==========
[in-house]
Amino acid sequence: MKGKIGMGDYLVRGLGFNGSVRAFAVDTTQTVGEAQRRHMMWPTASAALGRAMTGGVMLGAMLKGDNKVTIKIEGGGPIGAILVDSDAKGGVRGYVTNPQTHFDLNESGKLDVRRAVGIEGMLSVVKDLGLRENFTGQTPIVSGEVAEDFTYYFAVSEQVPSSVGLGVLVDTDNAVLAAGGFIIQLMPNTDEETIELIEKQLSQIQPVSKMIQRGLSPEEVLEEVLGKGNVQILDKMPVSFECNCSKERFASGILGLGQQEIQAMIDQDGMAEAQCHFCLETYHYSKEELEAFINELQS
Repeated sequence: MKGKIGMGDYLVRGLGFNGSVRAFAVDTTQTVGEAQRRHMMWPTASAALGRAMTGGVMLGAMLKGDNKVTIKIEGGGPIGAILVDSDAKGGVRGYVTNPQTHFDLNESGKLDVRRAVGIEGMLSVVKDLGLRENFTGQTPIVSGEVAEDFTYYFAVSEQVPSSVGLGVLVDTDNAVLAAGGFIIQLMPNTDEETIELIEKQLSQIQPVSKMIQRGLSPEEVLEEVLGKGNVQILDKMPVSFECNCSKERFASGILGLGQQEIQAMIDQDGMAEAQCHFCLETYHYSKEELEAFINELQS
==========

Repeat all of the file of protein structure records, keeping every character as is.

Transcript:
[in-house]
Amino acid sequence: MKGKIGMGDYLVRGLGFNGSVRAFAVDTTQTVGEAQRRHMMWPTASAALGRAMTGGVMLGAMLKGDNKVTIKIEGGGPIGAILVDSDAKGGVRGYVTNPQTHFDLNESGKLDVRRAVGIEGMLSVVKDLGLRENFTGQTPIVSGEVAEDFTYYFAVSEQVPSSVGLGVLVDTDNAVLAAGGFIIQLMPNTDEETIELIEKQLSQIQPVSKMIQRGLSPEEVLEEVLGKGNVQILDKMPVSFECNCSKERFASGILGLGQQEIQAMIDQDGMAEAQCHFCLETYHYSKEELEAFINELQS
Repeated sequence: MKGKIGMGDYLVRGLGFNGSVRAFAVDTTQTVGEAQRRHMMWPTASAALGRAMTGGVMLGAMLKGDNKVTIKIEGGGPIGAILVDSDAKGGVRGYVTNPQTHFDLNESGKLDVRRAVGIEGMLSVVKDLGLRENFTGQTPIVSGEVAEDFTYYFAVSEQVPSSVGLGVLVDTDNAVLAAGGFIIQLMPNTDEETIELIEKQLSQIQPVSKMIQRGLSPEEVLEEVLGKGNVQILDKMPVSFECNCSKERFASGILGLGQQEIQAMIDQDGMAEAQCHFCLETYHYSKEELEAFINELQS